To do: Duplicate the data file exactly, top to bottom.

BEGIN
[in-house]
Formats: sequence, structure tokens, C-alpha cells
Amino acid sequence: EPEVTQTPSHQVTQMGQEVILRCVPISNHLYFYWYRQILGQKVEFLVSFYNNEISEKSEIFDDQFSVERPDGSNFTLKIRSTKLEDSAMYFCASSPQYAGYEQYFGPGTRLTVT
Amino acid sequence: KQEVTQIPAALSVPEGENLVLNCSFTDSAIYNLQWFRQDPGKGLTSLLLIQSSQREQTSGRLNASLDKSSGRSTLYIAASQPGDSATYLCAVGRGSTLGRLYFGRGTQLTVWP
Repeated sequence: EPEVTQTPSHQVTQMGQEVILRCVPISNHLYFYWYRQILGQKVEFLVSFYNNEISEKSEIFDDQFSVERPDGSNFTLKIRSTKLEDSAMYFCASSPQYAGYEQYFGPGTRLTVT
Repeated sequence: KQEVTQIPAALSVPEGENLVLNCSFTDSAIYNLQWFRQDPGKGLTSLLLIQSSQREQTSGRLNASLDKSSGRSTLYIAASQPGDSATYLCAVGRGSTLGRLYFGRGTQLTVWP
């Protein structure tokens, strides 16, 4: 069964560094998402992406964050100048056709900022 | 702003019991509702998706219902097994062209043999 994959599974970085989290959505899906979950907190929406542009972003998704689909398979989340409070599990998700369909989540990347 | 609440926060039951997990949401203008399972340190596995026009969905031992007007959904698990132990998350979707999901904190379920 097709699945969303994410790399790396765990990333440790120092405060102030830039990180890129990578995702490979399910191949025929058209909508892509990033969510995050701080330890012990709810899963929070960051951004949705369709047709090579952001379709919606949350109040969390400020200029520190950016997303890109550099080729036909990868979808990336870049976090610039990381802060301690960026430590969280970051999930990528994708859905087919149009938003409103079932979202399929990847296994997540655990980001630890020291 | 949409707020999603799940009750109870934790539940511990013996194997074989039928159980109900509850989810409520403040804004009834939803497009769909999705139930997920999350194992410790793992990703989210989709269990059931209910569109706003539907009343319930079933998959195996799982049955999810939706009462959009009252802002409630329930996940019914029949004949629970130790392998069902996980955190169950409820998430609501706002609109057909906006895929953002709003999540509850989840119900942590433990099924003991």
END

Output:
[in-house]
Formats: sequence, structure tokens, C-alpha cells
Amino acid sequence: EPEVTQTPSHQVTQMGQEVILRCVPISNHLYFYWYRQILGQKVEFLVSFYNNEISEKSEIFDDQFSVERPDGSNFTLKIRSTKLEDSAMYFCASSPQYAGYEQYFGPGTRLTVT
Amino acid sequence: KQEVTQIPAALSVPEGENLVLNCSFTDSAIYNLQWFRQDPGKGLTSLLLIQSSQREQTSGRLNASLDKSSGRSTLYIAASQPGDSATYLCAVGRGSTLGRLYFGRGTQLTVWP
Repeated sequence: EPEVTQTPSHQVTQMGQEVILRCVPISNHLYFYWYRQILGQKVEFLVSFYNNEISEKSEIFDDQFSVERPDGSNFTLKIRSTKLEDSAMYFCASSPQYAGYEQYFGPGTRLTVT
Repeated sequence: KQEVTQIPAALSVPEGENLVLNCSFTDSAIYNLQWFRQDPGKGLTSLLLIQSSQREQTSGRLNASLDKSSGRSTLYIAASQPGDSATYLCAVGRGSTLGRLYFGRGTQLTVWP
């Protein structure tokens, strides 16, 4: 069964560094998402992406964050100048056709900022 | 702003019991509702998706219902097994062209043999 994959599974970085989290959505899906979950907190929406542009972003998704689909398979989340409070599990998700369909989540990347 | 609440926060039951997990949401203008399972340190596995026009969905031992007007959904698990132990998350979707999901904190379920 097709699945969303994410790399790396765990990333440790120092405060102030830039990180890129990578995702490979399910191949025929058209909508892509990033969510995050701080330890012990709810899963929070960051951004949705369709047709090579952001379709919606949350109040969390400020200029520190950016997303890109550099080729036909990868979808990336870049976090610039990381802060301690960026430590969280970051999930990528994708859905087919149009938003409103079932979202399929990847296994997540655990980001630890020291 | 949409707020999603799940009750109870934790539940511990013996194997074989039928159980109900509850989810409520403040804004009834939803497009769909999705139930997920999350194992410790793992990703989210989709269990059931209910569109706003539907009343319930079933998959195996799982049955999810939706009462959009009252802002409630329930996940019914029949004949629970130790392998069902996980955190169950409820998430609501706002609109057909906006895929953002709003999540509850989840119900942590433990099924003991």